Ryan is currently involved in several different research projects. Most of his work is currently focused on work with SEISMIC, an analysis of chemistry YouTube videos, and the 3DL4US project. I also have several previous research projects including the ChemSims, Texting, STEM retention projects, and BRAID. Success has required relying on many collaborators and quite a few student researchers.

3DL4US: This is large collaborative project looking at assessing the use of three-dimensional learning in STEM courses. Want more info? You can check out their much better website at:

ChemSims Logo

ChemSims: This project is a collaboration with Drs. Debbie Herrington and Jessie VandenPlas from GVSU. [Check out the project webpage.] Many students struggle with chemistry due to the inherent difficulty of visualizing phenomena that they cannot directly see, such as the interactions of atoms and molecules.  To help students make connections between this unseen (particulate) level and the macroscopic level that can be directly observed, educators have begun to develop tools such as simulations to model chemical concepts. Simulations allow students to manipulate variables and observe the outcomes of these manipulations on the particle behavior in various chemical systems. Such simulations are increasingly being incorporated into high school and college classrooms as they have been shown to positively impact students’ conceptual understanding of chemistry. However, the research also indicates that left on their own, students may misinterpret certain aspects of a simulation thus developing incorrect ideas. This is a particularly important consideration with the increased popularity of online, blended, and flipped classrooms that can use simulations as a tool to aid in independent student learning. A potential solution it to use screencasts, videos in which an expert initially demonstrates how to use a particular simulation, focusing students in on the key elements and helping them interpret the various aspects of the simulation. This project seeks to compare students’ guided use of simulations with watching an expert led screencast for developing understanding of key chemistry concepts. In both cases, students will work independently at home to complete an assignment. In the simulation case, students will complete a scaffolded assignment that guides them through interaction with the simulation to develop key chemistry concepts. A second group of matched students will complete the same assignment by watching a parallel screencast then using the simulation. Comparing students’ understanding of key chemistry concepts before and after completion of the assignments as well as differences in how students use the simulation vs. the screencast will facilitate identification of best practices in the use of simulations or screencasts outside of the classroom. Moreover, an iterative design process will allow for the development and dissemination of high quality, validated materials (including screencasts and scaffolded assignments) to support the use of a number of popular simulations.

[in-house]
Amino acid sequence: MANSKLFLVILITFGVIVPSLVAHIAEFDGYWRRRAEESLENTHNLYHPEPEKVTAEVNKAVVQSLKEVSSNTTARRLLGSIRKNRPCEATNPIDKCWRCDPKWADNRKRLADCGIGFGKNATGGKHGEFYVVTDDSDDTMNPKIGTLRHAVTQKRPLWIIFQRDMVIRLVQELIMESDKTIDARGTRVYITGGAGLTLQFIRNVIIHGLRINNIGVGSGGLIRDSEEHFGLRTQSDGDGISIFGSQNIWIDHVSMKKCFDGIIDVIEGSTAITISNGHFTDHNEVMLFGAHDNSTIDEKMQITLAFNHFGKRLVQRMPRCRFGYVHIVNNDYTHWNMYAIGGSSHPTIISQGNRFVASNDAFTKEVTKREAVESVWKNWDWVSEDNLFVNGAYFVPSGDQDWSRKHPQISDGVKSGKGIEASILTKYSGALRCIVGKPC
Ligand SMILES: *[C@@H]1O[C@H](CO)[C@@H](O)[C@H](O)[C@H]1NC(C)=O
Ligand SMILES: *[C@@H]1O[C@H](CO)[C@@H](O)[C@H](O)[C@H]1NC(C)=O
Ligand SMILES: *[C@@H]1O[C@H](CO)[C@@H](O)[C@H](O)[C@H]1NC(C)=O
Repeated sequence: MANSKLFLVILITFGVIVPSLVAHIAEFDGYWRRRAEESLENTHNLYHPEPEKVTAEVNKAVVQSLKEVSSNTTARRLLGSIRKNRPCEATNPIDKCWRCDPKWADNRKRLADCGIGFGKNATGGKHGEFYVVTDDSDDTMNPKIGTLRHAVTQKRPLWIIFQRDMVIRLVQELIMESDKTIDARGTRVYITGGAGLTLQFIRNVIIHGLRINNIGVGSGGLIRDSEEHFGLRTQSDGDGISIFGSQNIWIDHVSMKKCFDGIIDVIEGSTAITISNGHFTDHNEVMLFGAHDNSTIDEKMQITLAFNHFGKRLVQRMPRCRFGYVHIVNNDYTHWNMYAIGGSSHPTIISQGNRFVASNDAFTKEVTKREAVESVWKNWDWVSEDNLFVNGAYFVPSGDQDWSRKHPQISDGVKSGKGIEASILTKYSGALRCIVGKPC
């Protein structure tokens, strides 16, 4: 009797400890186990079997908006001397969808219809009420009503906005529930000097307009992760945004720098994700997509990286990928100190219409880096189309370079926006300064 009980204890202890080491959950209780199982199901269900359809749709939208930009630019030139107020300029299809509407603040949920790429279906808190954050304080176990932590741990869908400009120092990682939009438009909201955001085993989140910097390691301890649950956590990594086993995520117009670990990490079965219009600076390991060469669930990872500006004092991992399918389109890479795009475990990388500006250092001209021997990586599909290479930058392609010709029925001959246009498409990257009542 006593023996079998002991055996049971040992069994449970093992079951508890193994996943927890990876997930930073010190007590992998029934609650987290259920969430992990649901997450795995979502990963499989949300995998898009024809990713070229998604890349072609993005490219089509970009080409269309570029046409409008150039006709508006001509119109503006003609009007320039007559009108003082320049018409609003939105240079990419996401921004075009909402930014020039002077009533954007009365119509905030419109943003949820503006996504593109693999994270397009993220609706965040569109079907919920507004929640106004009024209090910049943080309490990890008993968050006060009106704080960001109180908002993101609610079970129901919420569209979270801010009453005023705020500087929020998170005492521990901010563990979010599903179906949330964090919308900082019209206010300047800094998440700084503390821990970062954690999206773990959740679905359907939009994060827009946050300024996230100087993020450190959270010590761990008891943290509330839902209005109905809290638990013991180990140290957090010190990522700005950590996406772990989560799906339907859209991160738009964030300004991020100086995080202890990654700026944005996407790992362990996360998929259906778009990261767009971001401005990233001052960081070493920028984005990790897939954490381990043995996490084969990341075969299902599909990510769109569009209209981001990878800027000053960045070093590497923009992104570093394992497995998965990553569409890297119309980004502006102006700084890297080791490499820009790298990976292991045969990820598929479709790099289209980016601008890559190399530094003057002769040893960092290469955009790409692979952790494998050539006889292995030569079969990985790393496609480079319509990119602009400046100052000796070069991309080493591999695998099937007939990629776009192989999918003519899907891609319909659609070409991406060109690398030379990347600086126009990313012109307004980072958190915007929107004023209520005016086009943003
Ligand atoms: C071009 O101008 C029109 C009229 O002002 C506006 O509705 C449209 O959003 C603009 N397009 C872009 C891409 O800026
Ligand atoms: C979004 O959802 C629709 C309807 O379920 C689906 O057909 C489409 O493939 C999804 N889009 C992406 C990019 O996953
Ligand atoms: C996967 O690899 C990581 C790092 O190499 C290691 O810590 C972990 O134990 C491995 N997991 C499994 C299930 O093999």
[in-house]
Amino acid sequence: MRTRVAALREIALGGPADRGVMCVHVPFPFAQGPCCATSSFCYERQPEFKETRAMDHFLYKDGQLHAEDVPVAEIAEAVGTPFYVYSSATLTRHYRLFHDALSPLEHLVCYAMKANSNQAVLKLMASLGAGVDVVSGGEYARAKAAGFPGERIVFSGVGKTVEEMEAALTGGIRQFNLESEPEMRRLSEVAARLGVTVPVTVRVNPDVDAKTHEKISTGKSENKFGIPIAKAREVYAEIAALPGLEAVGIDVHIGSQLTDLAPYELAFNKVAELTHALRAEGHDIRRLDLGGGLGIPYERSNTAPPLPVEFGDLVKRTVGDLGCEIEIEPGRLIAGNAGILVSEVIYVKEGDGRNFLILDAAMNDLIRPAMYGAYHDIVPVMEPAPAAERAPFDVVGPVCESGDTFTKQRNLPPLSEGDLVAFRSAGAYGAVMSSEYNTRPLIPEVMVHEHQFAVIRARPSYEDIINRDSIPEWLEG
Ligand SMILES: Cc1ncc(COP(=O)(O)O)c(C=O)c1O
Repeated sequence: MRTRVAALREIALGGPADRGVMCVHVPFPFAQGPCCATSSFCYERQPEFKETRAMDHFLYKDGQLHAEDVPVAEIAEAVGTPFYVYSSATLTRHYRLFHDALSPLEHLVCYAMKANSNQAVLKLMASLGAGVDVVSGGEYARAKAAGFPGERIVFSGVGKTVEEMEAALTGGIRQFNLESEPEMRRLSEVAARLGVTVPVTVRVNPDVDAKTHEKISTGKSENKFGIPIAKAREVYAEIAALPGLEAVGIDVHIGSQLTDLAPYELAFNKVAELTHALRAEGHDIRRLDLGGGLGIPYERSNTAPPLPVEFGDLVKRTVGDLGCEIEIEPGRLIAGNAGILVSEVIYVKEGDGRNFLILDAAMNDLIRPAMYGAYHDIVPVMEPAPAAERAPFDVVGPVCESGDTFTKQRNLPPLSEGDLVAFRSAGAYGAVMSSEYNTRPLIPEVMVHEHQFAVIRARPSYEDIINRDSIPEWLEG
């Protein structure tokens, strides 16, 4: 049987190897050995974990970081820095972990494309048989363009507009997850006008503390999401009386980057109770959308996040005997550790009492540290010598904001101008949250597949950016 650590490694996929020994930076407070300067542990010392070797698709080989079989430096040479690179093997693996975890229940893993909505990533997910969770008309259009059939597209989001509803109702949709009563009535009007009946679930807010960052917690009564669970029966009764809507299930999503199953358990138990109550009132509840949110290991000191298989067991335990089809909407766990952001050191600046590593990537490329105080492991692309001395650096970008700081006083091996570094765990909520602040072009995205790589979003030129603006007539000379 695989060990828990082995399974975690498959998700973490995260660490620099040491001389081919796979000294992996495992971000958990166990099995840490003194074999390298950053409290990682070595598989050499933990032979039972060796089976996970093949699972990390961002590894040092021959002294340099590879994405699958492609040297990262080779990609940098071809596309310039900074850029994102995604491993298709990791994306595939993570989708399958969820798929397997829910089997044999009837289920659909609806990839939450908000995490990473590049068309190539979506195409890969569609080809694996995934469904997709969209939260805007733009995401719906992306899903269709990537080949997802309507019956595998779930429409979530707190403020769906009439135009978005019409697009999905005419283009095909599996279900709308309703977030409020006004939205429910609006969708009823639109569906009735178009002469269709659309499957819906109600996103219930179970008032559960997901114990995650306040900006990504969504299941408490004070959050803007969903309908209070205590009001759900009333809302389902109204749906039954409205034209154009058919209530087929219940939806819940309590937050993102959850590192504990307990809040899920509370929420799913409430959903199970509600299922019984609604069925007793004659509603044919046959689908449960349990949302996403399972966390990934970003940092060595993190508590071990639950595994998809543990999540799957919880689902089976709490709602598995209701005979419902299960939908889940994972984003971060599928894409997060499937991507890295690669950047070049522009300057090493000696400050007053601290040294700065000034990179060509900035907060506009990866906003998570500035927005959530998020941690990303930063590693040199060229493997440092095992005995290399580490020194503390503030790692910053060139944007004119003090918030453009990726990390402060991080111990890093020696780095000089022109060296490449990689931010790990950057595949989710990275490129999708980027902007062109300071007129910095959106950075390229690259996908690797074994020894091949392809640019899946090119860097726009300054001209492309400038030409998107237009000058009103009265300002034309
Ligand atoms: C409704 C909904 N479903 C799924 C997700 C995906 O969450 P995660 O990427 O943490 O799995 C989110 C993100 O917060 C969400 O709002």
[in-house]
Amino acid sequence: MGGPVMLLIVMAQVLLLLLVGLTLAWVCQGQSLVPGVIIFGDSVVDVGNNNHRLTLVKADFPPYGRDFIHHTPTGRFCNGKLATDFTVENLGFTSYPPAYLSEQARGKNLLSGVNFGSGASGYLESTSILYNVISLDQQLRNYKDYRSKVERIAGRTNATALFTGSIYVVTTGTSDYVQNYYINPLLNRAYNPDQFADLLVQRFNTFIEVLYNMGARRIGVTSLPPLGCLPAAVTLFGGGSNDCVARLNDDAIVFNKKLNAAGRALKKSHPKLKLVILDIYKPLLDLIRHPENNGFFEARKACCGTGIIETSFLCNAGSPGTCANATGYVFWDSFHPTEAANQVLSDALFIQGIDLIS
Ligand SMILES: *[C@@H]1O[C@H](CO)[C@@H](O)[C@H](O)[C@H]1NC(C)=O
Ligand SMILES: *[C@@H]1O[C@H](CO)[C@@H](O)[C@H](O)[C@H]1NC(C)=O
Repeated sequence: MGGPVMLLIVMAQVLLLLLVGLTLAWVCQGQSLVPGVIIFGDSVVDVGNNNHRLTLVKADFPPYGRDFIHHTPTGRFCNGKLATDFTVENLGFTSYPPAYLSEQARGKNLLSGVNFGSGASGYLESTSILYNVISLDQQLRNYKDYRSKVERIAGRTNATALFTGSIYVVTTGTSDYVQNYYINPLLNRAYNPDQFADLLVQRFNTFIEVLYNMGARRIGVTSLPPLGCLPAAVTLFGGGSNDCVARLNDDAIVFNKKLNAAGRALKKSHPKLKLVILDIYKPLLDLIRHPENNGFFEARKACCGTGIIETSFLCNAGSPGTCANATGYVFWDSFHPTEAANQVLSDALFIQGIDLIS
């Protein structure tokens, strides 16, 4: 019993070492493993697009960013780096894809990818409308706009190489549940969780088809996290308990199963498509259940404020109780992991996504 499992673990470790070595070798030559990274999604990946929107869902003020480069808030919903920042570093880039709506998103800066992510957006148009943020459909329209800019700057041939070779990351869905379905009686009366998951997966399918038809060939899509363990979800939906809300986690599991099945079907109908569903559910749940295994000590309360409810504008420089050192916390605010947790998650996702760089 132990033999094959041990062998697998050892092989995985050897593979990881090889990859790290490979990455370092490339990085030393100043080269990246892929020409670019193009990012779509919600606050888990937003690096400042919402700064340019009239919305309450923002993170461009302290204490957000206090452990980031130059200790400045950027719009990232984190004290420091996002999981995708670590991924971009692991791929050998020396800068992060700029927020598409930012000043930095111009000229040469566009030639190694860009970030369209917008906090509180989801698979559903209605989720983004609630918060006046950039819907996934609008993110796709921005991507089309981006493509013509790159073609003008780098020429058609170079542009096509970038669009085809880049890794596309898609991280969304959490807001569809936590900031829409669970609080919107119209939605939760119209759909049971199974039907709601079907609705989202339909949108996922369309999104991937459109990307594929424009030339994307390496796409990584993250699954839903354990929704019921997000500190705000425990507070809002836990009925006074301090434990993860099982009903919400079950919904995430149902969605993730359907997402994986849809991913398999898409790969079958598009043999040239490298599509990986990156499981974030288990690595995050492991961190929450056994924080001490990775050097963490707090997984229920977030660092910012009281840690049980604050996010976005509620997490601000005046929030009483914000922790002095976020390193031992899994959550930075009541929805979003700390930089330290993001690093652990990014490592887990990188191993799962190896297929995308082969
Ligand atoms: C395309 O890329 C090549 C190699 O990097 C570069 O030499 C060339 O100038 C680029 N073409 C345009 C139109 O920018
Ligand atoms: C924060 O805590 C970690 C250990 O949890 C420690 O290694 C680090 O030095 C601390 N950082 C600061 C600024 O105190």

Texting: How can we co-opt it for learning? This work with Dr. Debbie Herrington has been focused on helping students more consistently engage in best practices for learning. Check out this work in the Journal of Chemical Education and Canadian Journal of Chemistry.

Student retention in STEM: This project developed out of three NSF S-STEM grants. The primary role of these grants was to support students to achieving a STEM based career, however, it was also required that the students develop a cohort to increase their chance of success. As a result of our creation and implementation of the S-STEM program, we believed that the evaluation data collected could also be used for research purposes. Thus we have attempted to better understand the experiences of the over 90 S-STEM scholars to date. We have identified the strong impact that interactions with practicing scientists have on the students’ ability to visualize themselves as practicing scientists. Their interactions can also help alleviate student concerns and instill confidence by allowing students to embrace their uncertainty about career paths.

Past projects

Ryan has been involved in several past projects. Hopefully there will be longer descriptions available at some point. Several of the main projects include the NSF funded BRAID project (developing interdisciplinary connections in the sciences), exploration of student success (including gender gaps) in STEM courses, and curricular development within the general chemistry curriculum. Check out his publications.